Child labour is a serious problem not just in India but in other developing nations since it harms a child’s physical and mental development. Child labour has increased both globally and in India as a result of poverty. Children represent a country’s future and hope, so neglecting them is a social issue. Numerous laws have been passed to forbid child labour, but they haven’t been successful in reducing the issue. According to the 2017 statistic study, India is one of the top Asian nations due to the 33 million children who work as child labourer’s there. According to the 2011 Census, there were 259.6 million children overall, of whom 10.1 million were either major or marginal workers.[4]

Causes for Child Labour:

The main reasons of child labour include poverty, parental illiteracy, and family social and economic situations. The prevalence of child labour is further increased by a lack of knowledge about the negative impacts of child labour, a lack of access to a basic and quality education, cultural values within the family, and the environment in which one lives. Child labour is heavily influenced by both high unemployment and underemployment rates.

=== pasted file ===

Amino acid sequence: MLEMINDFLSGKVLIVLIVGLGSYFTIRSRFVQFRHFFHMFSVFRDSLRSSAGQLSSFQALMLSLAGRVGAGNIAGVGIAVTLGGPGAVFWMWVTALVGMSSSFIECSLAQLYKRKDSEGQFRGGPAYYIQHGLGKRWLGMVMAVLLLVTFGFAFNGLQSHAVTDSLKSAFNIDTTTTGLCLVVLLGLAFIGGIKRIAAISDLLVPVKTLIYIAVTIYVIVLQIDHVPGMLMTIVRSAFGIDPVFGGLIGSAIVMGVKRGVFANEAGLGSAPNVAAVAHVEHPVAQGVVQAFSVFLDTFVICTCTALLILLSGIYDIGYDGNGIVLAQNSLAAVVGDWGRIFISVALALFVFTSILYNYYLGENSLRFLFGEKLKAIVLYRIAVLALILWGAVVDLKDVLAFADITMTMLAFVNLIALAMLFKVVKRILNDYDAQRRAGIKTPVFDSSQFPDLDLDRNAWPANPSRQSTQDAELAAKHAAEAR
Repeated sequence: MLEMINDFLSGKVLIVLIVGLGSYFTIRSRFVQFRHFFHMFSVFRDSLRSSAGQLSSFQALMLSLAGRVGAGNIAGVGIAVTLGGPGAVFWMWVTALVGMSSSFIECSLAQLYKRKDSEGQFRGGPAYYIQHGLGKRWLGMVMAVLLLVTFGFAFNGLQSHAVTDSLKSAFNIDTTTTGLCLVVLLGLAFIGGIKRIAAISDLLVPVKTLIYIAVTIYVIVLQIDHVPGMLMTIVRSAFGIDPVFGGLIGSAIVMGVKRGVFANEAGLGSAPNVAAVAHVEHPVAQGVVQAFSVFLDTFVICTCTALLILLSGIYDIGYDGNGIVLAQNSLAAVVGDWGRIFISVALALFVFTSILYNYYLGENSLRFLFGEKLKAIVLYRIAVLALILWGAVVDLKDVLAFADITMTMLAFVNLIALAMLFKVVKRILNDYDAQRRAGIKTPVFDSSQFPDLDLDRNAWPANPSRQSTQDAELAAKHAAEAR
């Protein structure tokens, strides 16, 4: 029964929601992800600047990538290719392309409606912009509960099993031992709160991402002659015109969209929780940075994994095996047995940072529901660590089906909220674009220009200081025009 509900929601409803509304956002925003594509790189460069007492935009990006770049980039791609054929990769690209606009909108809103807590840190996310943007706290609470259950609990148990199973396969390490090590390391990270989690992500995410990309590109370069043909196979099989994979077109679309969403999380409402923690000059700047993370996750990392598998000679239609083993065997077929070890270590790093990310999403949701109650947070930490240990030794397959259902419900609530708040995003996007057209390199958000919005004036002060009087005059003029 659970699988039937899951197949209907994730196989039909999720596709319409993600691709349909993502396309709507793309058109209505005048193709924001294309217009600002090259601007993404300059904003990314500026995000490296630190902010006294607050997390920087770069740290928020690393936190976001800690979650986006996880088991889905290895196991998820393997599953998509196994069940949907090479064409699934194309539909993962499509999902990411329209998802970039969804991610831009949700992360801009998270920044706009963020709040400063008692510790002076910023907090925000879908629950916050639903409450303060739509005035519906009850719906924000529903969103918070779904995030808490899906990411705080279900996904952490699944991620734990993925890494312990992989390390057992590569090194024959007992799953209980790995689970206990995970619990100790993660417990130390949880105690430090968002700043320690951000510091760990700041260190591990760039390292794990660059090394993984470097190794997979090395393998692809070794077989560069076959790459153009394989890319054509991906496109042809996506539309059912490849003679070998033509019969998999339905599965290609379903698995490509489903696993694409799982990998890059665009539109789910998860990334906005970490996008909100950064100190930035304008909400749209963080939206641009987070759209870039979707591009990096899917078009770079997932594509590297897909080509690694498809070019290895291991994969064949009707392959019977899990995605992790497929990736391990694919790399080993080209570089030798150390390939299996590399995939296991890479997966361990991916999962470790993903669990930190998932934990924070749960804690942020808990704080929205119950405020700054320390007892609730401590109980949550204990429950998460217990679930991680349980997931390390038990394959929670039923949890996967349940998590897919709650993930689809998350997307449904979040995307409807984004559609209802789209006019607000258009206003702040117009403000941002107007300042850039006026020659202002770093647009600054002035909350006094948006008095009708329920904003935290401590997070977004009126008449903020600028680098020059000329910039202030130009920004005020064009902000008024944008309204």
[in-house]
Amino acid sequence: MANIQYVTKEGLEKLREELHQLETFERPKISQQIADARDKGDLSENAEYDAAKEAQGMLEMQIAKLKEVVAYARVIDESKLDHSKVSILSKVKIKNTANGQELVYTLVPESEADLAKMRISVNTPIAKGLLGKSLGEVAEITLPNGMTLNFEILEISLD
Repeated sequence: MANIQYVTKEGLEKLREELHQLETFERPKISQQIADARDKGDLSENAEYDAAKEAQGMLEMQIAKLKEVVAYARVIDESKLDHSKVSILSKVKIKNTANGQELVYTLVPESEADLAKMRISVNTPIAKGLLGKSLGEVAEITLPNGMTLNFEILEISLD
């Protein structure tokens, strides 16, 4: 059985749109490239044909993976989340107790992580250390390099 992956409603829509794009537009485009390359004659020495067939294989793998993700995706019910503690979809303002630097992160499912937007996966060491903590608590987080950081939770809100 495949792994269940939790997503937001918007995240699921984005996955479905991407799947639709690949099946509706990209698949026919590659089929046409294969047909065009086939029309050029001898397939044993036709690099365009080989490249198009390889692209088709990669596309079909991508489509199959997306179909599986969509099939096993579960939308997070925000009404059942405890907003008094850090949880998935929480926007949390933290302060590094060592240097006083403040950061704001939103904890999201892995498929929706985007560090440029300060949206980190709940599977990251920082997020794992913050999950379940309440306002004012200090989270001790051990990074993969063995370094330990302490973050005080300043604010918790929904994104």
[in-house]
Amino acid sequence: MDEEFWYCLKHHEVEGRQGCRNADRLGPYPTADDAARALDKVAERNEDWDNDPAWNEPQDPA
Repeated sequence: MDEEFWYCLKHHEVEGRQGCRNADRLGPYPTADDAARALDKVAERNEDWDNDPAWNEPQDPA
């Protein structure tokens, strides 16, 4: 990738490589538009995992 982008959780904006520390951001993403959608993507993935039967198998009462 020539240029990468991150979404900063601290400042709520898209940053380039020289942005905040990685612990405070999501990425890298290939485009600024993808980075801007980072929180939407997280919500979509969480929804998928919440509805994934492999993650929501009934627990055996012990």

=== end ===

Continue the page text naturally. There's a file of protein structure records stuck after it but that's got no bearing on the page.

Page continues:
Children who drop out of school owing to family debt or who are expelled from school are more likely to work as children. Girls from socially excluded groups are more likely to be subjected to child labour abuse.

The main contributors to child labour in India are:

  1. Children are seen as the family’s helping hands in poverty- Controlling child labour in underdeveloped nations is nearly impossible because children not only have to feed themselves but also their family and earn a living for them. Because of the high rates of unemployment and underemployment caused by poverty, parents are forced to send their kids to work for poor pay.
  2. Prior debts: People take out loans as a result of their precarious financial situation. However, they are unable to repay the debts because they do not have enough money. As a result, they drag their kids to work in addition to working day and night to make ends meet.
  3. Professional requirements: Unlike the rough hands needed in the bangle industries, some professions call for delicate and sensitive hands. They therefore favour children for such jobs rather than adults.